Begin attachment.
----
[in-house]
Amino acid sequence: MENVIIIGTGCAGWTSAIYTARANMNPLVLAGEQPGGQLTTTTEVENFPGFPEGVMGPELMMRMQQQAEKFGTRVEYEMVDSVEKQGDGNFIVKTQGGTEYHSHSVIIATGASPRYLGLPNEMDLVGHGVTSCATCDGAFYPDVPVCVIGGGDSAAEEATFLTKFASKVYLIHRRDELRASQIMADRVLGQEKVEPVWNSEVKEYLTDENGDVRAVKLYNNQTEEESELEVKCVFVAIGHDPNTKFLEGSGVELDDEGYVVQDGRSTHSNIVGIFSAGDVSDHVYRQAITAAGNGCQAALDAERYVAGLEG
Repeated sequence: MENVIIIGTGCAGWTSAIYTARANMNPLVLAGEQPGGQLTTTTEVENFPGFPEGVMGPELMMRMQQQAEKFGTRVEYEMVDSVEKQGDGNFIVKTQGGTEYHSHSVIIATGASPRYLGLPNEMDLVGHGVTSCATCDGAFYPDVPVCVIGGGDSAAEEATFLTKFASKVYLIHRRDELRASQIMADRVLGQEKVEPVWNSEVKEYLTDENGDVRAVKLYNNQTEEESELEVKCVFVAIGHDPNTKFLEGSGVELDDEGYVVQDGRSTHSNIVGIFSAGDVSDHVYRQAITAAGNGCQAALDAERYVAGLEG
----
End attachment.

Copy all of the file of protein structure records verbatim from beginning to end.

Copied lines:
[in-house]
Amino acid sequence: MENVIIIGTGCAGWTSAIYTARANMNPLVLAGEQPGGQLTTTTEVENFPGFPEGVMGPELMMRMQQQAEKFGTRVEYEMVDSVEKQGDGNFIVKTQGGTEYHSHSVIIATGASPRYLGLPNEMDLVGHGVTSCATCDGAFYPDVPVCVIGGGDSAAEEATFLTKFASKVYLIHRRDELRASQIMADRVLGQEKVEPVWNSEVKEYLTDENGDVRAVKLYNNQTEEESELEVKCVFVAIGHDPNTKFLEGSGVELDDEGYVVQDGRSTHSNIVGIFSAGDVSDHVYRQAITAAGNGCQAALDAERYVAGLEG
Repeated sequence: MENVIIIGTGCAGWTSAIYTARANMNPLVLAGEQPGGQLTTTTEVENFPGFPEGVMGPELMMRMQQQAEKFGTRVEYEMVDSVEKQGDGNFIVKTQGGTEYHSHSVIIATGASPRYLGLPNEMDLVGHGVTSCATCDGAFYPDVPVCVIGGGDSAAEEATFLTKFASKVYLIHRRDELRASQIMADRVLGQEKVEPVWNSEVKEYLTDENGDVRAVKLYNNQTEEESELEVKCVFVAIGHDPNTKFLEGSGVELDDEGYVVQDGRSTHSNIVGIFSAGDVSDHVYRQAITAAGNGCQAALDAERYVAGLEG